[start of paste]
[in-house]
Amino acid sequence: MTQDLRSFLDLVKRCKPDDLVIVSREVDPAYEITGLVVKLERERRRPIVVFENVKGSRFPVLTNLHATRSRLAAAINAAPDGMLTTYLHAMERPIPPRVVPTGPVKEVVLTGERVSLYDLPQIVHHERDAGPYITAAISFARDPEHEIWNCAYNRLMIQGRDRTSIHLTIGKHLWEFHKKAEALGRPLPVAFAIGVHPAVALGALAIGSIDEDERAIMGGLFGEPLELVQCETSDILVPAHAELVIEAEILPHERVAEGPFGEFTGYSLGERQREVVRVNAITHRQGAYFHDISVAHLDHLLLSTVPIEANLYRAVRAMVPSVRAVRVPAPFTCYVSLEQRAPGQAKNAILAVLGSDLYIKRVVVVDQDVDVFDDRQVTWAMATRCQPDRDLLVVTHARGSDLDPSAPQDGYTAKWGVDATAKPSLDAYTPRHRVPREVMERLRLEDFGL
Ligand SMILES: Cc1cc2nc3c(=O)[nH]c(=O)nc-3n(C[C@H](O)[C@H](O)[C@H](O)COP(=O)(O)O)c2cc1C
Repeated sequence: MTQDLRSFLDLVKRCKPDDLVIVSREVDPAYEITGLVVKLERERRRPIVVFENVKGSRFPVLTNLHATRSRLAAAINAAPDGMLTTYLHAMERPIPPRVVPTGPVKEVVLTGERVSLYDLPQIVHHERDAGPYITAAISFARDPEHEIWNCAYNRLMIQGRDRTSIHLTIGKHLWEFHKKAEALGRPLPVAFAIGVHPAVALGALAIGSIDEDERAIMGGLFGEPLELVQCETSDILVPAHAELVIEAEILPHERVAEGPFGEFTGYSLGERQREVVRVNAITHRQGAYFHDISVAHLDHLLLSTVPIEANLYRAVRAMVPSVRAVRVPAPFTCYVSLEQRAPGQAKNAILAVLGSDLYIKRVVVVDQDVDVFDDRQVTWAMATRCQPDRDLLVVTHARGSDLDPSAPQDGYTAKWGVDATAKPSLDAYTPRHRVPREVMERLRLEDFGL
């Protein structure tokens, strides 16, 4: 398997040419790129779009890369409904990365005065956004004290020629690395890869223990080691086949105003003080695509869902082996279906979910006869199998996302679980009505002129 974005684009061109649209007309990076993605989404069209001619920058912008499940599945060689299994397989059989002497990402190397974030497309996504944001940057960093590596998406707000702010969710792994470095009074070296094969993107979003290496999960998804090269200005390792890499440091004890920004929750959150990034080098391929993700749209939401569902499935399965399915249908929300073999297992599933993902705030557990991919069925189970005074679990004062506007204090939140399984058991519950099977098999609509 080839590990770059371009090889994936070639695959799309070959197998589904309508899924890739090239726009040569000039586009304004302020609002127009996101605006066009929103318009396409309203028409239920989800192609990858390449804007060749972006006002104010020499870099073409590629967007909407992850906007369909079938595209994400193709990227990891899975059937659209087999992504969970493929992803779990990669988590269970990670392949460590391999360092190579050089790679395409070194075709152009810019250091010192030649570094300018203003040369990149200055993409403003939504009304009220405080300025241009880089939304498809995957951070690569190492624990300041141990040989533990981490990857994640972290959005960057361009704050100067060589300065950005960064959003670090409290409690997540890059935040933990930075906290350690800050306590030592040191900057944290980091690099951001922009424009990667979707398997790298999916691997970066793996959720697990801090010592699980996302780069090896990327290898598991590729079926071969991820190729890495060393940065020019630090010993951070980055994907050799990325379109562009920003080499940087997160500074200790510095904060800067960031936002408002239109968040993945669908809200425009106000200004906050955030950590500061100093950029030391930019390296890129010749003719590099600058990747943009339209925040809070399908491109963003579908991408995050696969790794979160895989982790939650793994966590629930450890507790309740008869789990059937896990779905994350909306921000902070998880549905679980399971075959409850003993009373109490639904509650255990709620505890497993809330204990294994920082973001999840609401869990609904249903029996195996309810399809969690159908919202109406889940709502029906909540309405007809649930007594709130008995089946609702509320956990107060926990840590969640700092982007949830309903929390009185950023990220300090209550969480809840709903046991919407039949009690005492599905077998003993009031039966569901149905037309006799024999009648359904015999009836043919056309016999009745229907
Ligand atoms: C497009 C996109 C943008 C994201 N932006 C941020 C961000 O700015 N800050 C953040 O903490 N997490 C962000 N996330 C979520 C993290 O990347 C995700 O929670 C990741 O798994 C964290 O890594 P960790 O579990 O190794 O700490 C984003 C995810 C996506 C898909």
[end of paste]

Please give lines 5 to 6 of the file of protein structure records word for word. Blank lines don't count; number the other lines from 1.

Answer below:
């Protein structure tokens, strides 16, 4: 398997040419790129779009890369409904990365005065956004004290020629690395890869223990080691086949105003003080695509869902082996279906979910006869199998996302679980009505002129 974005684009061109649209007309990076993605989404069209001619920058912008499940599945060689299994397989059989002497990402190397974030497309996504944001940057960093590596998406707000702010969710792994470095009074070296094969993107979003290496999960998804090269200005390792890499440091004890920004929750959150990034080098391929993700749209939401569902499935399965399915249908929300073999297992599933993902705030557990991919069925189970005074679990004062506007204090939140399984058991519950099977098999609509 080839590990770059371009090889994936070639695959799309070959197998589904309508899924890739090239726009040569000039586009304004302020609002127009996101605006066009929103318009396409309203028409239920989800192609990858390449804007060749972006006002104010020499870099073409590629967007909407992850906007369909079938595209994400193709990227990891899975059937659209087999992504969970493929992803779990990669988590269970990670392949460590391999360092190579050089790679395409070194075709152009810019250091010192030649570094300018203003040369990149200055993409403003939504009304009220405080300025241009880089939304498809995957951070690569190492624990300041141990040989533990981490990857994640972290959005960057361009704050100067060589300065950005960064959003670090409290409690997540890059935040933990930075906290350690800050306590030592040191900057944290980091690099951001922009424009990667979707398997790298999916691997970066793996959720697990801090010592699980996302780069090896990327290898598991590729079926071969991820190729890495060393940065020019630090010993951070980055994907050799990325379109562009920003080499940087997160500074200790510095904060800067960031936002408002239109968040993945669908809200425009106000200004906050955030950590500061100093950029030391930019390296890129010749003719590099600058990747943009339209925040809070399908491109963003579908991408995050696969790794979160895989982790939650793994966590629930450890507790309740008869789990059937896990779905994350909306921000902070998880549905679980399971075959409850003993009373109490639904509650255990709620505890497993809330204990294994920082973001999840609401869990609904249903029996195996309810399809969690159908919202109406889940709502029906909540309405007809649930007594709130008995089946609702509320956990107060926990840590969640700092982007949830309903929390009185950023990220300090209550969480809840709903046991919407039949009690005492599905077998003993009031039966569901149905037309006799024999009648359904015999009836043919056309016999009745229907
Ligand atoms: C497009 C996109 C943008 C994201 N932006 C941020 C961000 O700015 N800050 C953040 O903490 N997490 C962000 N996330 C979520 C993290 O990347 C995700 O929670 C990741 O798994 C964290 O890594 P960790 O579990 O190794 O700490 C984003 C995810 C996506 C898909």